A penumbra of somber dignity has descended over his reputation.James Atlas: 1985 Of Edmund Wilson. In the NewYork Times, 28 Jul, reviewing David Castronovo Edmund Wilson (1984).
[Vathek] has, in parts, been called, but to some judgments, never is, dull: it is certainly in parts, grotesque, extravagant and even nasty. But Beckford could plead sufficient "local colour" for it, and a contrast, again almost Shakespearean, between the flickering farce atrocities of the beginning and the sombre magnificence of the end. Beckford's claims, in fact, rest on the half-score or even half-dozen pages towards the end: but these pages are hard to parallel in the later literature of prose fiction.william thomas beckford: George Saintsbury, in A. W. Ward and A. R. Waller (eds.) The Cambridge History of English Literature (New York: G. P. Putnam, 1907-21) vol. 11, p. 321.
You, who know better than any one the motley world of cosmopolites, understand why I have confined myself to painting here only a fragment of it. That world, indeed, does not exist, it can have neither defined customs nor a general character. It is composed of exceptions and of singularities. We are so naturally creatures of custom, our continual mobility has such a need of gravitating around one fixed axis, that motives of a personal order alone can determine us upon an habitual and voluntary exile from our native land. It is so, now in the case of an artist, a person seeking for instruction and change; now in the case of a business man who desires to escape the consequences of some scandalous error; now in the case of a man of pleasure in search of new adventures; in the case of another, who cherishes prejudices from birth, it is the longing to find the "happy mean;" in the case of another, flight from distasteful memories. The life of the cosmopolite can conceal all beneath the vulgarity of its whims, from snobbery in quest of higher connections to swindling in quest of easier prey, submitting to the brilliant frivolities of the sport, the sombre intrigues of policy, or the sadness of a life which has been a failure. Such a variety of causes renders at once very attractive and almost impracticable the task of the author who takes as a model that ever-changing society so like unto itself in the exterior rites and fashions, so really, so intimately complex and composite in its fundamental elements. The writer is compelled to take from it a series of leading facts, as I have done, essaying to deduce a law which governs them.paul bourget: Introduction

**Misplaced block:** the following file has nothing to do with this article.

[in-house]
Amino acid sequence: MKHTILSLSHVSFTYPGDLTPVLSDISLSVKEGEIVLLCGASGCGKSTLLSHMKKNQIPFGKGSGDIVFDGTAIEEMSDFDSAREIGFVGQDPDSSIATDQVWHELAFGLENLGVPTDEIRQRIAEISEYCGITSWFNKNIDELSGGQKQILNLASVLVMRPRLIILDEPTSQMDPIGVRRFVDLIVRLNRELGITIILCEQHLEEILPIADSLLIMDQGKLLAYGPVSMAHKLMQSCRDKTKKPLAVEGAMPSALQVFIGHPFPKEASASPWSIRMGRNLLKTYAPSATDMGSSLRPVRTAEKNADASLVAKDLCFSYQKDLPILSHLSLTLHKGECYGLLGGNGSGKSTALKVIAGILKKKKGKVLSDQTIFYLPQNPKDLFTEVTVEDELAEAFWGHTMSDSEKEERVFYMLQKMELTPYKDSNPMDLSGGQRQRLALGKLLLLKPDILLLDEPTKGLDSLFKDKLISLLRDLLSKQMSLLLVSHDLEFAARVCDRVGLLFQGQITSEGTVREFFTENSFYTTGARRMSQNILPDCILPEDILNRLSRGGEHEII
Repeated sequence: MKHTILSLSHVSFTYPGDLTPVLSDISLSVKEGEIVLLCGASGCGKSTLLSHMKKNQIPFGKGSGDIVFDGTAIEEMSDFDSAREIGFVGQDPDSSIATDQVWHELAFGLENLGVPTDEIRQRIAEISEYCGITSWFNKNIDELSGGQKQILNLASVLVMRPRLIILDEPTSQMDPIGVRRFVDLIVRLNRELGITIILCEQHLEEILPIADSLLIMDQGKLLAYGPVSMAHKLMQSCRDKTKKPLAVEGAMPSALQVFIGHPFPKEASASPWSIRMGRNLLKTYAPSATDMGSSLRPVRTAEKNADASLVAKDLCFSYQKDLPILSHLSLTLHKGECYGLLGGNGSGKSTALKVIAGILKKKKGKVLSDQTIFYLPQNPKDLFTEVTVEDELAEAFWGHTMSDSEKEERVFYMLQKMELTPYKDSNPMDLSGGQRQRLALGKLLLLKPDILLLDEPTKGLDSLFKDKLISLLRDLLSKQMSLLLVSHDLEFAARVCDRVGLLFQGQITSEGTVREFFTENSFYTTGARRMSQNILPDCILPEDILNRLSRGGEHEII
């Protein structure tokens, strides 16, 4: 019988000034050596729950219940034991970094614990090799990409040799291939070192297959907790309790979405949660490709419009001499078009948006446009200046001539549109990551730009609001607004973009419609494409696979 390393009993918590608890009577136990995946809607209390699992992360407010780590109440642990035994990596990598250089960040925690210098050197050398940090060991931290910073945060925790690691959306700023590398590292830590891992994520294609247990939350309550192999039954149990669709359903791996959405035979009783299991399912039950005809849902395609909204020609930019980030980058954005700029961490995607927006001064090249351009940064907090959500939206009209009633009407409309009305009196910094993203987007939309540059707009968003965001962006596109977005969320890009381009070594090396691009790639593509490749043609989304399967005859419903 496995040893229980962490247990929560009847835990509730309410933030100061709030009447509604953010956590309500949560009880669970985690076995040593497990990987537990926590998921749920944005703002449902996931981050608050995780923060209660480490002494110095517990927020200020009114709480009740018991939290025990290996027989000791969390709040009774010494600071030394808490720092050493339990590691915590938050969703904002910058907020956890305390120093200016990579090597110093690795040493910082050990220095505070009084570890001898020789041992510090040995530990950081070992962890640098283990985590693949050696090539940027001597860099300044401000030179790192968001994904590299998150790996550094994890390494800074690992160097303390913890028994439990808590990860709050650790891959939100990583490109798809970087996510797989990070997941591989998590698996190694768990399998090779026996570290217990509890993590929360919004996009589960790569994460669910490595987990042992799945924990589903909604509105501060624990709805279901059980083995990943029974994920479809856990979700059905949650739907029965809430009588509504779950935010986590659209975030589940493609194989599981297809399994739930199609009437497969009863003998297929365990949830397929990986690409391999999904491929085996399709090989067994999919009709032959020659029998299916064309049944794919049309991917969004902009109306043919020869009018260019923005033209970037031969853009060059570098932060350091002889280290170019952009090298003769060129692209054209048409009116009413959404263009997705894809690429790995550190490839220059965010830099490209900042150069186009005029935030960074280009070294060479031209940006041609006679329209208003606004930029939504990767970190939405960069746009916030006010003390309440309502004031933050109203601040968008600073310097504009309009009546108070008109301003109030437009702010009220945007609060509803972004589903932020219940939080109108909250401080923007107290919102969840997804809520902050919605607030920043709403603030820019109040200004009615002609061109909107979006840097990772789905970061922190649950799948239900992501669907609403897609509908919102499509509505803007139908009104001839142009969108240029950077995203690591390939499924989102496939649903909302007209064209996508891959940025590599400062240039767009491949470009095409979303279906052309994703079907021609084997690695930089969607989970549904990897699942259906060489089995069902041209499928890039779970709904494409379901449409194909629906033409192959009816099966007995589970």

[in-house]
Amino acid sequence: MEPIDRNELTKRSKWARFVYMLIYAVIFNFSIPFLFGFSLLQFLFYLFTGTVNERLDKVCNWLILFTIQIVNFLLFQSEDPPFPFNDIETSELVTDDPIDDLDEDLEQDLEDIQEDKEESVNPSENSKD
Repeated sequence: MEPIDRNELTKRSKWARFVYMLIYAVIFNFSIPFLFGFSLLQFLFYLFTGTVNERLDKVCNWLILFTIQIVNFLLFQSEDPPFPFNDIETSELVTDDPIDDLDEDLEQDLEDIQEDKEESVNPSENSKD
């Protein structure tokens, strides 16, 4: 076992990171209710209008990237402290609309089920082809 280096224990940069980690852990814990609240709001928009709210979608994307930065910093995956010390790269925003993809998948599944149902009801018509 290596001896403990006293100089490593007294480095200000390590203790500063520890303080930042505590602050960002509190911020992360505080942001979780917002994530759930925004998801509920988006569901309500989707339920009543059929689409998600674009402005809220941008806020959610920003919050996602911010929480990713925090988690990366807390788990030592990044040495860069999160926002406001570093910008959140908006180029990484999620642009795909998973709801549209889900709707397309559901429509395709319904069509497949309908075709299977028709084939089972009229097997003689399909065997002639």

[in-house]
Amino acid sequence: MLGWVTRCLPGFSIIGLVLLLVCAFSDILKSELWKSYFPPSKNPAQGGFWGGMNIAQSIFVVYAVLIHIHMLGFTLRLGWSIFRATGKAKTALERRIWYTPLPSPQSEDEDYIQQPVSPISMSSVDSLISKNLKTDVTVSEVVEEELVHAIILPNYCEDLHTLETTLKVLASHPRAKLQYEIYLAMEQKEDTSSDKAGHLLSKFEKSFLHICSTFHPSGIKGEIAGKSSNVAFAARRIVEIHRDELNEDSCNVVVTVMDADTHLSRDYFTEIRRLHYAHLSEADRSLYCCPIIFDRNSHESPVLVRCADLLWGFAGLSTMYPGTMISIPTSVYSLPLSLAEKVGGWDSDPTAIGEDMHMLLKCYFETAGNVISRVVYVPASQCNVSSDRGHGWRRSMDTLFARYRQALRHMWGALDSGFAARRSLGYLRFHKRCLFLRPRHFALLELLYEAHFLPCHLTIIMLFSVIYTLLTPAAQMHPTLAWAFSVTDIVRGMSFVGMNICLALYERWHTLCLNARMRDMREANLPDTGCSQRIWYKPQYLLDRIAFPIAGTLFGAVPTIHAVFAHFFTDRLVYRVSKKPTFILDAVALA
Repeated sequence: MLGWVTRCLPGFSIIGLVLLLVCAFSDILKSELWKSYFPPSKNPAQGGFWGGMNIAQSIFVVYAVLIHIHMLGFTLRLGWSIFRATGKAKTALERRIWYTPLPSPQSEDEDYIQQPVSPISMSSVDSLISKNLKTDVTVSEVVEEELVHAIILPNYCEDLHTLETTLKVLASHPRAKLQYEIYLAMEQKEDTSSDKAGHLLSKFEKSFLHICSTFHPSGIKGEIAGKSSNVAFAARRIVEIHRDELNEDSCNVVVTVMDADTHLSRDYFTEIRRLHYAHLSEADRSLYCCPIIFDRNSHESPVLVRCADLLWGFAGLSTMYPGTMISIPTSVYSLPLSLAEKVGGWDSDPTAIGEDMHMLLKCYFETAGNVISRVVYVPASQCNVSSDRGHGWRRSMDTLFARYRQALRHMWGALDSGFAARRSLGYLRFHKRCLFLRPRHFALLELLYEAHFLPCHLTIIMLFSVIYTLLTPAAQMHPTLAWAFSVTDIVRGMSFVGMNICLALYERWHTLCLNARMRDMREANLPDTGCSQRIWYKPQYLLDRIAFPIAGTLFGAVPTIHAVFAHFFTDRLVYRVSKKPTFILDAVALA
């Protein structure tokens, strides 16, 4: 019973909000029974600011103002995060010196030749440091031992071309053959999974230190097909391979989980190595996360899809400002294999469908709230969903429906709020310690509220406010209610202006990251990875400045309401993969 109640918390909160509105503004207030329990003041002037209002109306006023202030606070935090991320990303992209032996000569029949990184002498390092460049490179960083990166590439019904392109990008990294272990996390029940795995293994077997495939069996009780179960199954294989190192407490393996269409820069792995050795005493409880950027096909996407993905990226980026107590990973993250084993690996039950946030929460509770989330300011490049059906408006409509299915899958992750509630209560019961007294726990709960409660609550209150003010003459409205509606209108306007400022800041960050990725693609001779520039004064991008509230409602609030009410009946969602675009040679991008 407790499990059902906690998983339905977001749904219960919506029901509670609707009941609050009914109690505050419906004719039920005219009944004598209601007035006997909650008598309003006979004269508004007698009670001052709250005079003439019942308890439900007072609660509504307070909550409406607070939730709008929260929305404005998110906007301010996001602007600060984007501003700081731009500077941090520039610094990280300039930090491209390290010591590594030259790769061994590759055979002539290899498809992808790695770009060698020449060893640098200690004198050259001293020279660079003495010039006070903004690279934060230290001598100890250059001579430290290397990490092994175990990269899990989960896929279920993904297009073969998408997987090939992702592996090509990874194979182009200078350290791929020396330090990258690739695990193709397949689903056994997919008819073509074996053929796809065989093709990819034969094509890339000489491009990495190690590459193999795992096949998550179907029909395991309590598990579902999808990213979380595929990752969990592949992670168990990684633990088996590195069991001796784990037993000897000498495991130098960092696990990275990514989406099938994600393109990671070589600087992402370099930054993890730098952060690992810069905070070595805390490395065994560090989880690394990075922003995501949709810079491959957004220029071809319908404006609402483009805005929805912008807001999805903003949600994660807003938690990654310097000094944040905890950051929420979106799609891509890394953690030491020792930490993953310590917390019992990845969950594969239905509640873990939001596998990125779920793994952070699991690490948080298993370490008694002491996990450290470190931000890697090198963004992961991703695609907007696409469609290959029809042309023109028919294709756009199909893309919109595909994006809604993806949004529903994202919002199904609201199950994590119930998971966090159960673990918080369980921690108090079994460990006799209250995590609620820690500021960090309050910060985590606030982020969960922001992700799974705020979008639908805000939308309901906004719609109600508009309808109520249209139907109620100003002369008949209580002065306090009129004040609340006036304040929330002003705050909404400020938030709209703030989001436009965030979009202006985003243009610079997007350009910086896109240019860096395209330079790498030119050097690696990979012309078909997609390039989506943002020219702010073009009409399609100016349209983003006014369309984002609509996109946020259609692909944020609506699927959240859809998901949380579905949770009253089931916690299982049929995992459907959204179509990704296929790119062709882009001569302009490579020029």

The great fact was the land itself, which seemed to overwhelm the little beginnings of human society that struggled in its sombre wastes. It was from facing this vast hardness that the boy's mouth had become so bitter; because he felt that men were too weak to make any mark here, that the land wanted to be let alone, to preserve its own fierce strength, its peculiar, savage kind of beauty, its uninterrupted mournfulness.willa cather: Part I, Ch. 1
À l'heure, si sombre encore, de la civilisation où nous sommes, le misérable s'appelle L'HOMME; il agonise sous tous les climats, et il gémit dans toutes les langues.victor hugo: At the hour of civilization through which we are now passing, and which is still so sombre, the miserable's name is Man; he is agonizing in all climes, and he is groaning in all languages.
Along the river's summer walk, The withered tufts of asters nod; And trembles on its arid stalk The hoar plume of the golden-rod. And on a ground of sombre fir, And azure-studded juniper, The silver birch its buds of purple shows, And scarlet berries tell where bloomed the sweet wild-rose![[John Greenleaf Whittier, The Last Walk in Autumn.
You ask about Queen Victoria's visit to Brussels. I saw her for an instant flashing through the Rue Royale in a carriage and six, surrounded by soldiers. She was laughing and talking very gaily. She looked a little stout, vivacious lady, very plainly dressed, not much dignity or pretension about her. The Belgians liked her very well on the whole. They said she enlivened the sombre court of King Leopold, which is usually as gloomy as a conventicle.charlotte brontë: Letter to Emily Brontë, (1 December 1843) The life of Charlotte Brontë (1857) by Elizabeth Gaskell.